Nothing learned about price controls in many years
Posted by CM on September 2, 2008
There have been so many of these ‘collapse’ speculations about various sectors of the Zimbabwean economy over the last ten years that I tend to take them with a grain of salt. Which is not to deny that things are extremely difficult for companies as well as for individuals trying to stay afloat. But the cement industry, and countless others, have been ‘on brink of collapse’ for years now but somehow keep going, holding on for better times.
The immediate cause of this ‘collapse’ story is a familiar one: price controls. For political reasons, government insists on dictating the costs that companies should charge for various goods and services, even if those mandated prices are below the cost of production. It is essentially an order for companies to operate at a loss.
The argument argues that the price caps would have been reasonably imposed to prevent exploitation by businesses able to charge as they like in a hyper-inflationary environment compounded by shortages of many goods.
Of course the arguments on both sides are much more involved than this, but the details of those contrasting arguments are not the subject of this post.
The selling price of cement is set by the government-run National Incomes and Pricing Commission (NIPC), which accuses companies of hiking prices to foment public anger against President Robert Mugabe’s administration, charges denied by industrialists.
Despite the hyperinflation and a rapidly deteriorating exchange rate, there have been inordinate delays by the Commission in reviewing the price of cement, resulting in the cement price falling well below cost.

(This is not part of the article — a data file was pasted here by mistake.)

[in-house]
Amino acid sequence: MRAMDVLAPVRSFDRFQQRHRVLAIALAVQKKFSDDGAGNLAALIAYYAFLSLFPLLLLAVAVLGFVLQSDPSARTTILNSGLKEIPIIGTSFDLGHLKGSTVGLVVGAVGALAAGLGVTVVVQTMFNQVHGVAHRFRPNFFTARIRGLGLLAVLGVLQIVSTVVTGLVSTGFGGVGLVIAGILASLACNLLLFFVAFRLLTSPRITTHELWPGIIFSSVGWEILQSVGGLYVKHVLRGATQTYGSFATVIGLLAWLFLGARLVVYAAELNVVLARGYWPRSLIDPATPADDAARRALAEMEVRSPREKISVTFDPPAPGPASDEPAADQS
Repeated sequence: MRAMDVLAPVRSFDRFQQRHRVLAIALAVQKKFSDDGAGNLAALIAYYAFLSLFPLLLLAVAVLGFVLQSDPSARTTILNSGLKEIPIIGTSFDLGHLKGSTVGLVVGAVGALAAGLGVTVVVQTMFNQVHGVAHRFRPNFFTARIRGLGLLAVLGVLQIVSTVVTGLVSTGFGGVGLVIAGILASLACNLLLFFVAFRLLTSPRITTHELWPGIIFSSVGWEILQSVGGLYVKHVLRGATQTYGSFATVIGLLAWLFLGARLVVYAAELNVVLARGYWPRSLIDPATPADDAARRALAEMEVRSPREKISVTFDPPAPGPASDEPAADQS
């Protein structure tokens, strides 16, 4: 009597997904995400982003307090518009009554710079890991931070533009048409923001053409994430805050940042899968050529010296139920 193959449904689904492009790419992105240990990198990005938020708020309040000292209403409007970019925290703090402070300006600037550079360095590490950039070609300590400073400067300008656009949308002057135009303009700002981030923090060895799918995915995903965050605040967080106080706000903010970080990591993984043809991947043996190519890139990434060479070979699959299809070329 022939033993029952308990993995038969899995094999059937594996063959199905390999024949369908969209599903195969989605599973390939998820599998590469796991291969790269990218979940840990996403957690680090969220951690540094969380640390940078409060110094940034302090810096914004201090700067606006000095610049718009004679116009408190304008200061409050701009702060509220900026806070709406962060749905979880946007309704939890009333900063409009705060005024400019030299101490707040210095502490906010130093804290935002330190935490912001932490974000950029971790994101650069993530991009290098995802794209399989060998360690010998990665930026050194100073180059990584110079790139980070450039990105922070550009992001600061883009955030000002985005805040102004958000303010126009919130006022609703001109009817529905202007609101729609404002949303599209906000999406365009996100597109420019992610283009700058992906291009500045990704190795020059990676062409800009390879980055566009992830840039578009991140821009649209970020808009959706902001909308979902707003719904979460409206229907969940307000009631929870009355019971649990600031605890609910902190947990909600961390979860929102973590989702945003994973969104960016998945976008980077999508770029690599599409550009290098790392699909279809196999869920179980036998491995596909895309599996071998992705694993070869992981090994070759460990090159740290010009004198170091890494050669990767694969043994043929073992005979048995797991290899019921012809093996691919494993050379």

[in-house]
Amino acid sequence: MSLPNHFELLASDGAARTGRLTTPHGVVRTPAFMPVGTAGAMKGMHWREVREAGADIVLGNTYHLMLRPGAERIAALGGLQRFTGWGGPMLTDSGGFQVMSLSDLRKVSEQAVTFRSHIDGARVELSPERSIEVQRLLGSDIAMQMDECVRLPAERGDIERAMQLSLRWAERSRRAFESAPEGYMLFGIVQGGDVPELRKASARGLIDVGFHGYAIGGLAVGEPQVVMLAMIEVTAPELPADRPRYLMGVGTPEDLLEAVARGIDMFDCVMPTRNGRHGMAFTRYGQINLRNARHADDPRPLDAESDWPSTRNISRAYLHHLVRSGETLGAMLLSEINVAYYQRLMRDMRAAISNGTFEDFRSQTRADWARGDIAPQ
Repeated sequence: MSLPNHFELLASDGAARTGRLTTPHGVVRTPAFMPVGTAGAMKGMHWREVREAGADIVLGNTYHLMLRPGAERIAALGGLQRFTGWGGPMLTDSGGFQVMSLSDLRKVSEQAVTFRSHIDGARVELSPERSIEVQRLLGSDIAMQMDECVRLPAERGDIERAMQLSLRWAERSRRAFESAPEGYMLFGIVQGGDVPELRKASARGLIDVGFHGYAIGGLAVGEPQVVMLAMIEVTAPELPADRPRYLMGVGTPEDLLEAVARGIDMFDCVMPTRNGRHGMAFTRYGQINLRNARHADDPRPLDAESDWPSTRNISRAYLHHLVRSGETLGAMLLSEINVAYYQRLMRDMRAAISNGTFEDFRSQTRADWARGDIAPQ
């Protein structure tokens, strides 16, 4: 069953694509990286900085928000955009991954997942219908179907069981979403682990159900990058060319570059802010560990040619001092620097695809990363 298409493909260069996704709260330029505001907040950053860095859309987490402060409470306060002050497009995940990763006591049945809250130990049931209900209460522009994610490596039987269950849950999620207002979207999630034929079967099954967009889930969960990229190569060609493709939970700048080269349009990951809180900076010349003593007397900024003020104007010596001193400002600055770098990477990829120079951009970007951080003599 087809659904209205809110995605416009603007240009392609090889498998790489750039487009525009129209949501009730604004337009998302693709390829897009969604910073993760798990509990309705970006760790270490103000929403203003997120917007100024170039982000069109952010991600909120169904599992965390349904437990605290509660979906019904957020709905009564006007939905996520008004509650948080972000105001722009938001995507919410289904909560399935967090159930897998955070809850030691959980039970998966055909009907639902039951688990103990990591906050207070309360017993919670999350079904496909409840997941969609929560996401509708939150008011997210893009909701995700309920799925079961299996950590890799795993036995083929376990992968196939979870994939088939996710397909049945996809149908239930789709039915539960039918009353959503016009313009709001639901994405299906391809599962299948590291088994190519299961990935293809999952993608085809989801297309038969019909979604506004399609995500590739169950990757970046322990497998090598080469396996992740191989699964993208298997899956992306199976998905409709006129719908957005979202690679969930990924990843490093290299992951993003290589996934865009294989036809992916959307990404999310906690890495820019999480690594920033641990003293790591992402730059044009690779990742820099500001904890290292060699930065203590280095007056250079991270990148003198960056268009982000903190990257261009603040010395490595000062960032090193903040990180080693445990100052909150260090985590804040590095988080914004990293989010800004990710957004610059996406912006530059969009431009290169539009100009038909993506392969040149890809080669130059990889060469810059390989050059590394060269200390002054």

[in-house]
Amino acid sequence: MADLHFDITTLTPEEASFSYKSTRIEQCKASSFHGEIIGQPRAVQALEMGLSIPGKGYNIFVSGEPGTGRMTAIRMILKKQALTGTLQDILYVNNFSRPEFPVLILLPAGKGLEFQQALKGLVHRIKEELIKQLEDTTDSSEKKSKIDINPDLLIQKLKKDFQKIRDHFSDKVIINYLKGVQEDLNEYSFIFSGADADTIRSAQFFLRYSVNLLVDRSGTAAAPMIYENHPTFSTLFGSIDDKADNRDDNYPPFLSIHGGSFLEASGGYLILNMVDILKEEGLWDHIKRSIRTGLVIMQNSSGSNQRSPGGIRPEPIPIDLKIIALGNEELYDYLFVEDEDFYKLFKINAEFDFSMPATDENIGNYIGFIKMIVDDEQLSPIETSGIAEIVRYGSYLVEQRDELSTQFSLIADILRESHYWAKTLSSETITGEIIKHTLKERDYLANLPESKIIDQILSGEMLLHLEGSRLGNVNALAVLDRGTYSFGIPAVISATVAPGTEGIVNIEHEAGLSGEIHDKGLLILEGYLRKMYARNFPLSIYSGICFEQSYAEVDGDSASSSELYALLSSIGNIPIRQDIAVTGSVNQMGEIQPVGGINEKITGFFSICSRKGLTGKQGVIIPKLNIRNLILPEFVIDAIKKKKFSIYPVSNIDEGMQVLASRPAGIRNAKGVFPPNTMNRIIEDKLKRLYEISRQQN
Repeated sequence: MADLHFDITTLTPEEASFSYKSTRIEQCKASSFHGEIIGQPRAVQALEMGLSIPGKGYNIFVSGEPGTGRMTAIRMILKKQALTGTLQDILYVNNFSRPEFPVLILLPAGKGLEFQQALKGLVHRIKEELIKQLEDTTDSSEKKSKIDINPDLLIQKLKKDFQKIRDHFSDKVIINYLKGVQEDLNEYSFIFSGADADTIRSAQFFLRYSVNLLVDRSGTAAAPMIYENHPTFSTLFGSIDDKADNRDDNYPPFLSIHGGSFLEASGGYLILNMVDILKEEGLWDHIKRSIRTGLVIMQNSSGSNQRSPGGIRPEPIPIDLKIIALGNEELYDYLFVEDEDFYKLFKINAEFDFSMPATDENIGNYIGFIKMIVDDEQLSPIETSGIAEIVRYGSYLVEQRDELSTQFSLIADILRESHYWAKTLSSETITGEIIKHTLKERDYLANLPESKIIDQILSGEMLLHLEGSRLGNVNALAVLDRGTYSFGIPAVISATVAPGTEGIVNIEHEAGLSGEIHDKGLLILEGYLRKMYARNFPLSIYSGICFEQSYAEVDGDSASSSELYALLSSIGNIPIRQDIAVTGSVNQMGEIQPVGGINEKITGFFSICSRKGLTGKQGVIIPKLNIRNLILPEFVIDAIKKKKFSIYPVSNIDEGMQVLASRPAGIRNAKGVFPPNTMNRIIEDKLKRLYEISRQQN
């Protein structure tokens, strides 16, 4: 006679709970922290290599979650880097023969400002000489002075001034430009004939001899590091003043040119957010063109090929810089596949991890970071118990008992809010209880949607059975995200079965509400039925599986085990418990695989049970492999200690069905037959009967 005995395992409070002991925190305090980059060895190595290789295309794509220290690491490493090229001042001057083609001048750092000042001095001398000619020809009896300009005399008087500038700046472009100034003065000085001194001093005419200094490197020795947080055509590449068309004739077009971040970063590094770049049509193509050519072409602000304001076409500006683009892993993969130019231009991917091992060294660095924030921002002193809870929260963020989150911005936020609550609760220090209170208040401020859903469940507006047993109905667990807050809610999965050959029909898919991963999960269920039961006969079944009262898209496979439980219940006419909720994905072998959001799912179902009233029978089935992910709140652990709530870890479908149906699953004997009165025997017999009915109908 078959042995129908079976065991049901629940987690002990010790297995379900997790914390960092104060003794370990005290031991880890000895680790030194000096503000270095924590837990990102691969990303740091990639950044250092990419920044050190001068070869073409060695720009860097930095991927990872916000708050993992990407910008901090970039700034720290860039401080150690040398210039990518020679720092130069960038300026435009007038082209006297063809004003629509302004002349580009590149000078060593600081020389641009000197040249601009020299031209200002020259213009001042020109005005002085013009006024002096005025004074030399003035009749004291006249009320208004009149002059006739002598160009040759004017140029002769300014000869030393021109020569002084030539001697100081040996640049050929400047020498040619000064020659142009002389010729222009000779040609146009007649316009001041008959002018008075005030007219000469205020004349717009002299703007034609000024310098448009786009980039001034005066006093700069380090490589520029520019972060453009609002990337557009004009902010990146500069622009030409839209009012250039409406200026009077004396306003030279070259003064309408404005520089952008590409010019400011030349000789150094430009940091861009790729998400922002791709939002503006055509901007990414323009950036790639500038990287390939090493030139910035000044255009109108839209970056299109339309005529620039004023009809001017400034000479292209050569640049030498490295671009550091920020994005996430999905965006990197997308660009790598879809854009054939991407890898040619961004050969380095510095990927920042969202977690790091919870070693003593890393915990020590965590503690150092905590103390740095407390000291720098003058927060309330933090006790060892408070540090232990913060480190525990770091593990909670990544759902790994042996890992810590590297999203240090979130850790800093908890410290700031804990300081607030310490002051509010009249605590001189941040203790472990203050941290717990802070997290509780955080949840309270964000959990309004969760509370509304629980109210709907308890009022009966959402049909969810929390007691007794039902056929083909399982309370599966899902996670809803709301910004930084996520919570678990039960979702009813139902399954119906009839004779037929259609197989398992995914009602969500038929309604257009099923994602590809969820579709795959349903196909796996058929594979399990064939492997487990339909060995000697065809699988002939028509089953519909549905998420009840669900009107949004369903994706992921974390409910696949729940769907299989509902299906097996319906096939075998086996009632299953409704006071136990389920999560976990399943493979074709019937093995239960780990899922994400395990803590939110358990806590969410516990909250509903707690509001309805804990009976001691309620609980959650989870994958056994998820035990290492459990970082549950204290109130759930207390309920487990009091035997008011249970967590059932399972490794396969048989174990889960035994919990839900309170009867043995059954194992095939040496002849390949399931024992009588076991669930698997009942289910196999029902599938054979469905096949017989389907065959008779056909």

The industry, dominated by Pretoria Portland Cement (PPC), Circle Cement and Sino, has been pushed into a situation where it is no longer viable to manufacture cement. Currently, the selling price of cement is less than 10 percent of the cost of production.
The industry, which is the lifeblood of the construction industry, has in the past, and is again, being forced into considerable borrowings from the banks, at punitive interest rates to settle creditors accounts, while the NIPC debates the setting of a revised cement price. These increased borrowing costs will have to be recovered from the new price — thus pushing up the price of cement in the long run, according to industry sources.
“This is not to the benefit of the producers or the consumers,” said PPC finance director Gavin Stephens when contacted for comment this week. “Furthermore, when the NIPC does finally grant an increase, the hike in the selling price is considerable, causing major hardship to consumers. Small regular increments would be of benefit to both the consumer and the producer,” he added.
Investigations by The Financial Gazette revealed that the Commission has in the past approved increases in the prices of power (15, 419 percent), coal (12,700 percent), slag (8,630 percent), rail transport (18,000 percent), gypsum (5,064 percent), which are critical inputs in the production of cement. During the period of these input price hikes, cement price was only let up from $500 a bag to $1 000 a bag.
Industry sources said at the current price, manufacturers couldn’t produce because they cannot afford the input costs.
A property magnate alleged that cement manufacturers were ex-porting clinker, a critical raw material in the production of cement, he-nce the current shortages. Cement producers, it is further alleged, were exporting cliner to earn foreign currency required to import spares and replace antiquated machinery. It is also alleged that cement manufacturers had resorted to charging in foreign currency in order to circumvent the price controls and remain viable.
A bag of cement, which is only found on the illegal parallel market, ranges between US$10 and US$15.
Except for the figures, almost every detail of this story could have been recycled from 10 years ago. Cement has been available on the regular market only in fits and starts for at least that long, with some combination of all the reasons given in this story blamed for the shortages and the regular, huge price increases.
What is depressing about the situation is its dull same-ness. Seemingly very little has been learned about the most effective ways to do so if government feels compelled to interfere with supply and demand.